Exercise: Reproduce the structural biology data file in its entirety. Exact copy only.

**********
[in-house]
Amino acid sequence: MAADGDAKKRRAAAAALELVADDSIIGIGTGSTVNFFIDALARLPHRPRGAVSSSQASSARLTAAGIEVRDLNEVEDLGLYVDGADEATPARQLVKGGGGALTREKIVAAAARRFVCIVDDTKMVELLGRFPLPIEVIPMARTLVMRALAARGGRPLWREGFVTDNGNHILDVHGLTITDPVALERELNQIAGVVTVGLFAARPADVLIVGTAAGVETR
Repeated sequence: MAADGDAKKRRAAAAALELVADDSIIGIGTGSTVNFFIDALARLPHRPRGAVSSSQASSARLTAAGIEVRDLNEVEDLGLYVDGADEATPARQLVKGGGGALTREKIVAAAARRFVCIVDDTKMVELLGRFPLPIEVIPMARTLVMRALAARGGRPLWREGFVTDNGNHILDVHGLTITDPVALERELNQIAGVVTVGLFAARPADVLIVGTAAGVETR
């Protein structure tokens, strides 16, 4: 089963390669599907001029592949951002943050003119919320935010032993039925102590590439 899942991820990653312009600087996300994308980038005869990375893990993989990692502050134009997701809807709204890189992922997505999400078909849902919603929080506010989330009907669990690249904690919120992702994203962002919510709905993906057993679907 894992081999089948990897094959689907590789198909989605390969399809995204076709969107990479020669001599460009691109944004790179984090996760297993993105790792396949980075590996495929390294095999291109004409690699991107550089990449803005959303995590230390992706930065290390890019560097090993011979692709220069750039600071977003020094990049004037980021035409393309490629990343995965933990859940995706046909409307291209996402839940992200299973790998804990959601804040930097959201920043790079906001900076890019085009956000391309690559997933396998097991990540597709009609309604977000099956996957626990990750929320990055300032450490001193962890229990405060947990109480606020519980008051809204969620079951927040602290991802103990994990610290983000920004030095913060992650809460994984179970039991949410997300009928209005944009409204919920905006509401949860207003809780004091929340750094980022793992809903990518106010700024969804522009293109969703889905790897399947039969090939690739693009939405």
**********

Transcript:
[in-house]
Amino acid sequence: MAADGDAKKRRAAAAALELVADDSIIGIGTGSTVNFFIDALARLPHRPRGAVSSSQASSARLTAAGIEVRDLNEVEDLGLYVDGADEATPARQLVKGGGGALTREKIVAAAARRFVCIVDDTKMVELLGRFPLPIEVIPMARTLVMRALAARGGRPLWREGFVTDNGNHILDVHGLTITDPVALERELNQIAGVVTVGLFAARPADVLIVGTAAGVETR
Repeated sequence: MAADGDAKKRRAAAAALELVADDSIIGIGTGSTVNFFIDALARLPHRPRGAVSSSQASSARLTAAGIEVRDLNEVEDLGLYVDGADEATPARQLVKGGGGALTREKIVAAAARRFVCIVDDTKMVELLGRFPLPIEVIPMARTLVMRALAARGGRPLWREGFVTDNGNHILDVHGLTITDPVALERELNQIAGVVTVGLFAARPADVLIVGTAAGVETR
């Protein structure tokens, strides 16, 4: 089963390669599907001029592949951002943050003119919320935010032993039925102590590439 899942991820990653312009600087996300994308980038005869990375893990993989990692502050134009997701809807709204890189992922997505999400078909849902919603929080506010989330009907669990690249904690919120992702994203962002919510709905993906057993679907 894992081999089948990897094959689907590789198909989605390969399809995204076709969107990479020669001599460009691109944004790179984090996760297993993105790792396949980075590996495929390294095999291109004409690699991107550089990449803005959303995590230390992706930065290390890019560097090993011979692709220069750039600071977003020094990049004037980021035409393309490629990343995965933990859940995706046909409307291209996402839940992200299973790998804990959601804040930097959201920043790079906001900076890019085009956000391309690559997933396998097991990540597709009609309604977000099956996957626990990750929320990055300032450490001193962890229990405060947990109480606020519980008051809204969620079951927040602290991802103990994990610290983000920004030095913060992650809460994984179970039991949410997300009928209005944009409204919920905006509401949860207003809780004091929340750094980022793992809903990518106010700024969804522009293109969703889905790897399947039969090939690739693009939405």